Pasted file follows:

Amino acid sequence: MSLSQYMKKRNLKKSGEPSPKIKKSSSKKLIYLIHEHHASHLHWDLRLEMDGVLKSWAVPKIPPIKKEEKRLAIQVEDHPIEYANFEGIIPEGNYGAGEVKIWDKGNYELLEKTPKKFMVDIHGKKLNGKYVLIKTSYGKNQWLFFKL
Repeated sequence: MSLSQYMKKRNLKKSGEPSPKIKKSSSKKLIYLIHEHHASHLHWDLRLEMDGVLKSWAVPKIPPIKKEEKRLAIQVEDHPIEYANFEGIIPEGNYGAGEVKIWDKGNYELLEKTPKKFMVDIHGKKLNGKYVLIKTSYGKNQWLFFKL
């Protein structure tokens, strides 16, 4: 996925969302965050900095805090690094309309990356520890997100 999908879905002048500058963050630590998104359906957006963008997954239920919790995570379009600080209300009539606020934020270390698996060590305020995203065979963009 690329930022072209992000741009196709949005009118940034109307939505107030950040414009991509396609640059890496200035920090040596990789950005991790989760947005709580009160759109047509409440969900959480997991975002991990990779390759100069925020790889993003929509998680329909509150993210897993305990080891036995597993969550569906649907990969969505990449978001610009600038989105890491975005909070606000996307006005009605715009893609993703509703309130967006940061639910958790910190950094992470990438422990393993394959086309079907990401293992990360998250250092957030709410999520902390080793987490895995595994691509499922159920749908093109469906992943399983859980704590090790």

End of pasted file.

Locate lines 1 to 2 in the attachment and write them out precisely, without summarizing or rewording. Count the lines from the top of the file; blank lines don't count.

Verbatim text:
Amino acid sequence: MSLSQYMKKRNLKKSGEPSPKIKKSSSKKLIYLIHEHHASHLHWDLRLEMDGVLKSWAVPKIPPIKKEEKRLAIQVEDHPIEYANFEGIIPEGNYGAGEVKIWDKGNYELLEKTPKKFMVDIHGKKLNGKYVLIKTSYGKNQWLFFKL
Repeated sequence: MSLSQYMKKRNLKKSGEPSPKIKKSSSKKLIYLIHEHHASHLHWDLRLEMDGVLKSWAVPKIPPIKKEEKRLAIQVEDHPIEYANFEGIIPEGNYGAGEVKIWDKGNYELLEKTPKKFMVDIHGKKLNGKYVLIKTSYGKNQWLFFKL